2 9. Legal and other assistance shall be provided to trafficked persons for the duration of any criminal, civil or other actions against suspected traffickers. States shall provide protection and temporary residence permits to victims and witnesses during legal proceedings. 10. Children who are victims of trafficking shall be identified as such. Their best interests shall be considered paramount at all times. Child victims of trafficking shall be provided with appropriate assistance and protection. Full account shall be taken of their special vulnerabilities, rights and needs. 11. Safe (and, to the extent possible, voluntary) return shall be guaranteed to trafficked persons by both the receiving State and the State of origin. Trafficked persons shall be offered legal alternatives to repatriation in cases where it is reasonable to conclude that such repatriation would pose a serious risk to their safety and/or to the safety of their families. Criminalization, punishment and redress 12. States shall adopt appropriate legislative and other measures necessary to establish, as criminal offences, trafficking, its component acts 3 and related conduct States shall effectively investigate, prosecute and adjudicate trafficking, including its component acts and related conduct, whether committed by governmental or by non-state actors. 14. States shall ensure that trafficking, its component acts and related offences constitute extraditable offences under national law and extradition treaties. States shall cooperate to ensure that the appropriate extradition procedures are followed in accordance with international law. 15. Effective and proportionate sanctions shall be applied to individuals and legal persons found guilty of trafficking or of its component or related offences. 16. States shall, in appropriate cases, freeze and confiscate the assets of individuals and legal persons involved in trafficking. To the extent possible, confiscated assets shall be used to support and compensate victims of trafficking. 17. States shall ensure that trafficked persons are given access to effective and appropriate legal remedies. 3 For the purposes of the present Principles and Guidelines, the component acts and component offences of trafficking are understood to include the recruitment, transportation, transfer, harbouring or receipt of persons over eighteen years of age by means of threat, force, coercion or deception for the purpose of exploitation. The recruitment, transportation, transfer, harbouring or receipt of a person under eighteen years of age constitute component acts and component offences of trafficking in children. Source: Protocol to Prevent, Suppress and Punish Trafficking in Persons, Especially Women and Children, supplementing the United Nations Convention against Transnational Organized Crime, articles 3 (a) and 3 (c). 4 For the purposes of the present Principles and Guidelines, conduct and offences related to trafficking are understood to include: exploitation of the prostitution of others or other forms of sexual exploitation, forced labour or services, slavery or practices similar to slavery and servitude. Source: Protocol to Prevent, Suppress and Punish Trafficking in Persons, Especially Women and Children, supplementing the United Nations Convention against Transnational Organized Crime, article 3 (a).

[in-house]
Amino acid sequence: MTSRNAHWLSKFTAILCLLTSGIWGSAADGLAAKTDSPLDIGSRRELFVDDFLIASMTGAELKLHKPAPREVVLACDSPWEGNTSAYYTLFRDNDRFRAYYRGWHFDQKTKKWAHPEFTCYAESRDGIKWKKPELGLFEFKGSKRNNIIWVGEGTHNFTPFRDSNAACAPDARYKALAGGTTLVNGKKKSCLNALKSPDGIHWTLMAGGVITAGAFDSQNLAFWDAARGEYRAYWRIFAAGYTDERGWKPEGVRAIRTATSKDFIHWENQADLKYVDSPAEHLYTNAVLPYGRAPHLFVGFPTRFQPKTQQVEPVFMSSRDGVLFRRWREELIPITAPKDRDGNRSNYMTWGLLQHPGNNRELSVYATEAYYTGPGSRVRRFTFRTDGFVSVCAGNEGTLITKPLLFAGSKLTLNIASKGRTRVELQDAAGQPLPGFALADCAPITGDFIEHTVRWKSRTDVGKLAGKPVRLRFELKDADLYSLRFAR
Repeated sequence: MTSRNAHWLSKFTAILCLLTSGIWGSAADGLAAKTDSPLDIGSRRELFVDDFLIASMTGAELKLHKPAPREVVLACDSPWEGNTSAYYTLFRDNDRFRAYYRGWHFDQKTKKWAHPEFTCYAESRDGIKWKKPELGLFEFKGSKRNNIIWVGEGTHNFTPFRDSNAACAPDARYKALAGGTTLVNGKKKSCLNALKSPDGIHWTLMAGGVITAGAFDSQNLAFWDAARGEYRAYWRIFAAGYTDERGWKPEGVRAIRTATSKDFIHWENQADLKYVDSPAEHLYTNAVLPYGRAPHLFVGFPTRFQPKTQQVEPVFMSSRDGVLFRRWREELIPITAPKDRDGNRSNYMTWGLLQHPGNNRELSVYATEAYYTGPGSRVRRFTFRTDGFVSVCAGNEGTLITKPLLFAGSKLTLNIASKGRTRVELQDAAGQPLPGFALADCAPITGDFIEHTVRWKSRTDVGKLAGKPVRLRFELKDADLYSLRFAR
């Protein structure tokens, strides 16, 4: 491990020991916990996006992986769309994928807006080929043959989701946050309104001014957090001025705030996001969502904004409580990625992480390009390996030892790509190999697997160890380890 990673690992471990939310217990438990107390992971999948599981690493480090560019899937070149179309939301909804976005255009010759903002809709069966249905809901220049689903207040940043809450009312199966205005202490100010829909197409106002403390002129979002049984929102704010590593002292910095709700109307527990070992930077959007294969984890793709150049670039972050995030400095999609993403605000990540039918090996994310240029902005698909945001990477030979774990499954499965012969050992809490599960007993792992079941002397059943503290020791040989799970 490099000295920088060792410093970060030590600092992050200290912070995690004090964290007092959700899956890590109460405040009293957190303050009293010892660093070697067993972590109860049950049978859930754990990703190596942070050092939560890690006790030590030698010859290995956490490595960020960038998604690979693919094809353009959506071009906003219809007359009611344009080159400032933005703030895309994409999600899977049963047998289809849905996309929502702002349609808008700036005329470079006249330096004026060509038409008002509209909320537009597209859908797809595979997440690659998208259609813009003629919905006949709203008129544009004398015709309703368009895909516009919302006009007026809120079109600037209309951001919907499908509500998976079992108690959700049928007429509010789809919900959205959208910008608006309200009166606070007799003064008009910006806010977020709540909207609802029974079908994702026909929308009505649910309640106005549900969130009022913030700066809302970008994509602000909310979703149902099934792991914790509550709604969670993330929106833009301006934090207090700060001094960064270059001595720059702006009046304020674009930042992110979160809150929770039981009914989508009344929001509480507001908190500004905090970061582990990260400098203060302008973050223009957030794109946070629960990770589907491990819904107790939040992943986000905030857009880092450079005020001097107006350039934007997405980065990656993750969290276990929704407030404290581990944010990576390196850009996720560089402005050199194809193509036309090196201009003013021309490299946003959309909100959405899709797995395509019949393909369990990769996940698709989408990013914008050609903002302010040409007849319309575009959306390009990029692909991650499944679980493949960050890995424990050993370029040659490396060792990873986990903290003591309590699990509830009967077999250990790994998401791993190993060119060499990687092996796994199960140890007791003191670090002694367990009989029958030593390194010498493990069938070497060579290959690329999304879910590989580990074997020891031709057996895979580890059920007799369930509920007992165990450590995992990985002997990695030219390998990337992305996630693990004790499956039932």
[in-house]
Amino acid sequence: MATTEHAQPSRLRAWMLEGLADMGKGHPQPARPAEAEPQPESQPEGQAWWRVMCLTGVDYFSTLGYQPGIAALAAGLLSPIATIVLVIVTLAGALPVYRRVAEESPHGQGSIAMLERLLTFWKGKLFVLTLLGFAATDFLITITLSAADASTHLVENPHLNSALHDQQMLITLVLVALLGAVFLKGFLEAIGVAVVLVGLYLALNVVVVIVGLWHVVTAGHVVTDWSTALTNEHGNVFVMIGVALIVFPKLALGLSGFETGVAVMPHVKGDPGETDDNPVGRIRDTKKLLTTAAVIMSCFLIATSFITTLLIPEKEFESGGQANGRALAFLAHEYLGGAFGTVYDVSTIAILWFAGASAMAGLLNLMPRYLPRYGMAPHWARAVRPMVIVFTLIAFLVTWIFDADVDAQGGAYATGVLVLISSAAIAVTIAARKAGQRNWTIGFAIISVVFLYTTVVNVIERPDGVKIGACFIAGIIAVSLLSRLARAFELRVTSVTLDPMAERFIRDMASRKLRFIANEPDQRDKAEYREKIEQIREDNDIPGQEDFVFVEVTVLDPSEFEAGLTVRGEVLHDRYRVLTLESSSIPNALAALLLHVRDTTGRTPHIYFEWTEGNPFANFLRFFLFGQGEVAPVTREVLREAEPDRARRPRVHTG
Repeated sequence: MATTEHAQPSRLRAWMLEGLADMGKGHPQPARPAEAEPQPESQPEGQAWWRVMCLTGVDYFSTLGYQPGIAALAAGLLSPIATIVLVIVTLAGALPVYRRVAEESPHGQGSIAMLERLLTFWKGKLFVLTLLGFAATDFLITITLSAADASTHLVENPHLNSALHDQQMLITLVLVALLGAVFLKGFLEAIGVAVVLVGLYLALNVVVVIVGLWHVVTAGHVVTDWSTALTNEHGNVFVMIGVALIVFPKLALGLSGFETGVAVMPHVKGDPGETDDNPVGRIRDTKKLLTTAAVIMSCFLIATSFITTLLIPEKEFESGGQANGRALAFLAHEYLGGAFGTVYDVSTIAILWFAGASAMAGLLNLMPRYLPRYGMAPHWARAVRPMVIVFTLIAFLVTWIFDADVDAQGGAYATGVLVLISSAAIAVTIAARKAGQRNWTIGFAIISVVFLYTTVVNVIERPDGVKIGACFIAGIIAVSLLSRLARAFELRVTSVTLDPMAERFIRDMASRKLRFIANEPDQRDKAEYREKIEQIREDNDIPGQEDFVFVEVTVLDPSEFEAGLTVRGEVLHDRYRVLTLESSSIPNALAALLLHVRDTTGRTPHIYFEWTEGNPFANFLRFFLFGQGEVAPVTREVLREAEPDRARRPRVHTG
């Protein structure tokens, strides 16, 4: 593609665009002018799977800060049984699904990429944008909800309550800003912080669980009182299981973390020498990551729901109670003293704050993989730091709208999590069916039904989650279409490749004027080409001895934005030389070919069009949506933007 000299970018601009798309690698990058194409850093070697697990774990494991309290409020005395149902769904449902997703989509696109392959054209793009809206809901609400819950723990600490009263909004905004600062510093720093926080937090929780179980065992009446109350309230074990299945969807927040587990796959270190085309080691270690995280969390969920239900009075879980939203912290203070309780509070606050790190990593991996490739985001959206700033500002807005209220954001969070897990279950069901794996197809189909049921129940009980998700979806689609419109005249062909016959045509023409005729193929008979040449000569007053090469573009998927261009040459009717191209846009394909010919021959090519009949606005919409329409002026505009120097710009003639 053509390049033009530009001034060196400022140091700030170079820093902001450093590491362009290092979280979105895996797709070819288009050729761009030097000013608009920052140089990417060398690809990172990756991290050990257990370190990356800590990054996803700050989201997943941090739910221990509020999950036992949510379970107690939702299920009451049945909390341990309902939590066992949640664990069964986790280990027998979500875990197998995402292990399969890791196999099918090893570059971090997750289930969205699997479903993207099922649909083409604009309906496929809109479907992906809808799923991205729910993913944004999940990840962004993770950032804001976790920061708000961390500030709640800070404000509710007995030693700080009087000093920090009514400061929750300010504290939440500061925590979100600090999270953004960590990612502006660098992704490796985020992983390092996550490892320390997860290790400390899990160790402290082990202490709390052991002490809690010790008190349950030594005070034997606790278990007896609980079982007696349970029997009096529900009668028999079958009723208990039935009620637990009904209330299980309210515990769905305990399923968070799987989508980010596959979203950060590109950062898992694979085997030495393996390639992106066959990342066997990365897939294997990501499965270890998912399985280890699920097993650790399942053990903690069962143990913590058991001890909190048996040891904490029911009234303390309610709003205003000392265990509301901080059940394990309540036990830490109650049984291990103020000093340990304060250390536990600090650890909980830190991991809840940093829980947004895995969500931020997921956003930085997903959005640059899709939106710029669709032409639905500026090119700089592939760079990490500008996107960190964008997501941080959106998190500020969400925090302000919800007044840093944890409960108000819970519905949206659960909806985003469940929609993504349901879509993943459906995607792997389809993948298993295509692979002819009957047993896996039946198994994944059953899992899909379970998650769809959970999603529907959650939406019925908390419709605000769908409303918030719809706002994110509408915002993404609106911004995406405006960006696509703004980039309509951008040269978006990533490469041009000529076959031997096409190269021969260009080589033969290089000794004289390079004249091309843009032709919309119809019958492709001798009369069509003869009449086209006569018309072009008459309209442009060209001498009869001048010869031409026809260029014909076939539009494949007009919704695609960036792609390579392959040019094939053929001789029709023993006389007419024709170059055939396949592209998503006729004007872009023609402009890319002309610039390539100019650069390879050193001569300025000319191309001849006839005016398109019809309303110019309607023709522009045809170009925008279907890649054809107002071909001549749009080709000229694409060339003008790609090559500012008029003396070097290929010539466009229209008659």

3 Selected Recommended Guidelines on Human Rights and Human Trafficking Guideline 1: Promotion and protection of human rights Violations of human rights are both a cause and a consequence of trafficking in persons. Accordingly, it is essential to place the protection of all human rights at the centre of any measures taken to prevent and end trafficking. Anti-trafficking measures should not adversely affect the human rights and dignity of persons and, in particular, the rights of those who have been trafficked, migrants, internally displaced persons, refugees and asylum-seekers. States and, where applicable, intergovernmental and nongovernmental organizations, should consider: 1. Taking steps to ensure that measures adopted for the purpose of preventing and combating trafficking in persons do not have an adverse impact on the rights and dignity of persons, including those who have been trafficked. 2. Consulting with judicial and legislative bodies, national human rights institutions and relevant sectors of civil society in the development, adoption, implementation and review of anti-trafficking legislation, policies and programmes. 3. Developing national plans of action to end trafficking. This process should be used to build links and partnerships between governmental institutions involved in combating trafficking and/or assisting trafficked persons and relevant sectors of civil society. 4. Taking particular care to ensure that the issue of gender-based discrimination is addressed systematically when anti-trafficking measures are proposed with a view to ensuring that such measures are not applied in a discriminatory manner. 5. Protecting the right of all persons to freedom of movement and ensuring that anti-trafficking measures do not infringe upon this right. 6. Ensuring that anti-trafficking laws, policies, programmes and interventions do not affect the right of all persons, including trafficked persons, to seek and enjoy asylum from persecution in accordance with international refugee law, in particular through the effective application of the principle of non-refoulement. 7. Establishing mechanisms to monitor the human rights impact of antitrafficking laws, policies, programmes and interventions. Consideration should be given to assigning this role to independent national human rights institutions where such bodies exist. Non-governmental organizations working with trafficked persons should be encouraged to participate in monitoring and evaluating the human rights impact of anti-trafficking measures. 8. Presenting detailed information concerning the measures that they have taken to prevent and combat trafficking in their periodic reports to the United Nations human rights treaty-monitoring bodies. 5 5 The human rights treaty-monitoring bodies include the Human Rights Committee; the Committee on Economic, Social and Cultural Rights; the Committee on the Elimination of Discrimination against